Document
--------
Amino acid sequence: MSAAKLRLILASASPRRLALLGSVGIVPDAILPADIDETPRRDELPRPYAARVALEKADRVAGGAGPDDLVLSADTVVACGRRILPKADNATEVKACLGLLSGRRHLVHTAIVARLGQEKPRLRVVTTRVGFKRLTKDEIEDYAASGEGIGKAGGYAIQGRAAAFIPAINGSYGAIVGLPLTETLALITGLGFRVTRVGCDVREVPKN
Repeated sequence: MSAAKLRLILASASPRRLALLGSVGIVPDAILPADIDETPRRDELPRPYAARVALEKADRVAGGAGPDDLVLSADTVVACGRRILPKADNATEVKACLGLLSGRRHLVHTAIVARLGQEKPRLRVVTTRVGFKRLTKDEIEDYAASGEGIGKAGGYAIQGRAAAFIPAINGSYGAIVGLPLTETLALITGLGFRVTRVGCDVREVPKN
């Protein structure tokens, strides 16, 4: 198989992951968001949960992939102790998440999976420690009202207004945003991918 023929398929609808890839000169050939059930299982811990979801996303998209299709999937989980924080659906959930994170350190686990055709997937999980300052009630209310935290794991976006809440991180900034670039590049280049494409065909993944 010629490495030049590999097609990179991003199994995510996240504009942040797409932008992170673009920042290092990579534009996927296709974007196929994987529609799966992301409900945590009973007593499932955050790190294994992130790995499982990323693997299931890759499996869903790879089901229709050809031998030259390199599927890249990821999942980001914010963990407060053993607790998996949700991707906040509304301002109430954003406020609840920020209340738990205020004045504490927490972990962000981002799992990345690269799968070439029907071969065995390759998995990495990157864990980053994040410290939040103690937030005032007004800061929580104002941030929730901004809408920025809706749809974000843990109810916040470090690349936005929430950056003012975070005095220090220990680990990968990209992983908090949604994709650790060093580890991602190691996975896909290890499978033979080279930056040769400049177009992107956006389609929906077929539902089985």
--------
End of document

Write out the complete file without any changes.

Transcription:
Amino acid sequence: MSAAKLRLILASASPRRLALLGSVGIVPDAILPADIDETPRRDELPRPYAARVALEKADRVAGGAGPDDLVLSADTVVACGRRILPKADNATEVKACLGLLSGRRHLVHTAIVARLGQEKPRLRVVTTRVGFKRLTKDEIEDYAASGEGIGKAGGYAIQGRAAAFIPAINGSYGAIVGLPLTETLALITGLGFRVTRVGCDVREVPKN
Repeated sequence: MSAAKLRLILASASPRRLALLGSVGIVPDAILPADIDETPRRDELPRPYAARVALEKADRVAGGAGPDDLVLSADTVVACGRRILPKADNATEVKACLGLLSGRRHLVHTAIVARLGQEKPRLRVVTTRVGFKRLTKDEIEDYAASGEGIGKAGGYAIQGRAAAFIPAINGSYGAIVGLPLTETLALITGLGFRVTRVGCDVREVPKN
């Protein structure tokens, strides 16, 4: 198989992951968001949960992939102790998440999976420690009202207004945003991918 023929398929609808890839000169050939059930299982811990979801996303998209299709999937989980924080659906959930994170350190686990055709997937999980300052009630209310935290794991976006809440991180900034670039590049280049494409065909993944 010629490495030049590999097609990179991003199994995510996240504009942040797409932008992170673009920042290092990579534009996927296709974007196929994987529609799966992301409900945590009973007593499932955050790190294994992130790995499982990323693997299931890759499996869903790879089901229709050809031998030259390199599927890249990821999942980001914010963990407060053993607790998996949700991707906040509304301002109430954003406020609840920020209340738990205020004045504490927490972990962000981002799992990345690269799968070439029907071969065995390759998995990495990157864990980053994040410290939040103690937030005032007004800061929580104002941030929730901004809408920025809706749809974000843990109810916040470090690349936005929430950056003012975070005095220090220990680990990968990209992983908090949604994709650790060093580890991602190691996975896909290890499978033979080279930056040769400049177009992107956006389609929906077929539902089985």